Corrupt police will be sacked, says Straw

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The Independent Online
The Government is to give chief constables the power to sack and discipline corrupt and dishonest police officers - many of who are accused of exploiting the system to escape punishments.

Under the plans, to be announced by Jack Straw, the Home Secretary, on Monday, the burden of proof against officers is to be lowered and the "right of silence" will be removed. Also a six-week fast- track system will be introduced to prevent officers dodging punishment by taking sick leave then retiring on medical grounds.

Mr Straw, however, has backed down from the introduction of an independent disciplinary system, allowing the police to investigate themselves, a move condemned last night by civil liberty campaigners.

The sweeping changes follow widespread criticism of the current disciplinary system which Edward Crew, the Chief Constable of West Midlands police, said was so weak that he knew staff who were so untrustworthy they could not get a job in a supermarket, but he was powerless to dismiss them.

Earlier this year a report by the Commons Home Affairs Select Committee, recommended fundamental changes to how police officers are disciplined after concluding that corrupt officers are delaying and escaping punishment. Sir Paul Condon, Commissioner of the Metropolitan Police, said his force could have as many as 250 corrupt officers.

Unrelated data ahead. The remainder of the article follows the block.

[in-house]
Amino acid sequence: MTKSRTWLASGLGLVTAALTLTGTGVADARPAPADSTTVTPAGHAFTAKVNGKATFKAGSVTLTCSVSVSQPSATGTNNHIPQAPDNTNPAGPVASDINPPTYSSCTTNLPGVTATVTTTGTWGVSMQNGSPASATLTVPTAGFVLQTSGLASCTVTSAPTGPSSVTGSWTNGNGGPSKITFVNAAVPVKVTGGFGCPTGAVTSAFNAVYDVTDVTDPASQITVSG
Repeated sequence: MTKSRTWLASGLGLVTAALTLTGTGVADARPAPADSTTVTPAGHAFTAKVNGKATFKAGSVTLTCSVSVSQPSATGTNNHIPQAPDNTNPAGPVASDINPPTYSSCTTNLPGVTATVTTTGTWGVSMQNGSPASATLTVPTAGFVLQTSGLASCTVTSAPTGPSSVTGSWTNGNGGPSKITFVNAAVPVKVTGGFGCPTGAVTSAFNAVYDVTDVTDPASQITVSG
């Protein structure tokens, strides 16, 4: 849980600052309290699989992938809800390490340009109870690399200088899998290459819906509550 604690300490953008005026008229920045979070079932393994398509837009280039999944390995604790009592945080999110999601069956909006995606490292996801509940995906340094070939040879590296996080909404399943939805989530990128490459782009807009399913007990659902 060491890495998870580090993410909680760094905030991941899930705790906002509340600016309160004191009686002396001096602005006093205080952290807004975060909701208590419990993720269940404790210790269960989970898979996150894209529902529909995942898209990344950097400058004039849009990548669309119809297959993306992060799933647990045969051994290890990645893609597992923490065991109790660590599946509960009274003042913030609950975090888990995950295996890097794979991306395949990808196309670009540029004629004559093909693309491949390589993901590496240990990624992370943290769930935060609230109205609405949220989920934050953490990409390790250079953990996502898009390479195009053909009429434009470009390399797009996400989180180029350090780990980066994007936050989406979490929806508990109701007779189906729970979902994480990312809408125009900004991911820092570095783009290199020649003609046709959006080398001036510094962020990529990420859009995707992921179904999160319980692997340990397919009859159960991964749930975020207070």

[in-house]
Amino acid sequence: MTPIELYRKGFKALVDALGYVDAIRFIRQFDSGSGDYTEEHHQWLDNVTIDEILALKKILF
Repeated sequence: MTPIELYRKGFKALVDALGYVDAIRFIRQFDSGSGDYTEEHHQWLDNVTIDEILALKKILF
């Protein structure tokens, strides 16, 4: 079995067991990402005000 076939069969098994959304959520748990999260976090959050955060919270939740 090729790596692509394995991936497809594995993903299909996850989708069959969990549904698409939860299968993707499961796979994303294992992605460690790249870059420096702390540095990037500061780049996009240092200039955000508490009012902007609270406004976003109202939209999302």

Mr Straw has adopted some of the inquiry's recommendations, although he has given in to the police lobby on a number of important points.

The Independent understands that the changes include shifting the burden of proof at a hearing from "beyond reasonable doubt" - the measure used in criminal proceedings - to the "balance of probabilities" formula of civil courts.

Chief officers will be given powers to conduct disciplinary hearings in the absence of officers claiming ill health and, in some cases, to cut sick pay.

Cases in which officers are accused of serious misconduct or corruption must be heard within six weeks.

Officers claiming long-term sickness may have to obtain independent evidence, and officers could be suspended without pay to remove the incentive to drag out proceedings.

The "double jeopardy" rule - where an officer cleared by the courts of criminal activity cannot then be disciplined by his force before or after his trial - will be abandoned.

Police are believed to have won on several areas including dropping proposals to hold the hearings in public rather than private. Plans to remove the right to a legal representative in all but the most serious cases has also been ignored. The Government has rejected having an independent investigation service, an idea that is supported by many police officers.

John Wadham, director of Liberty, the civil rights organisation, said: "Without an independent body to examine allegations of corruption and wrong-doing the public cannot be sure that police officers are escaping justice."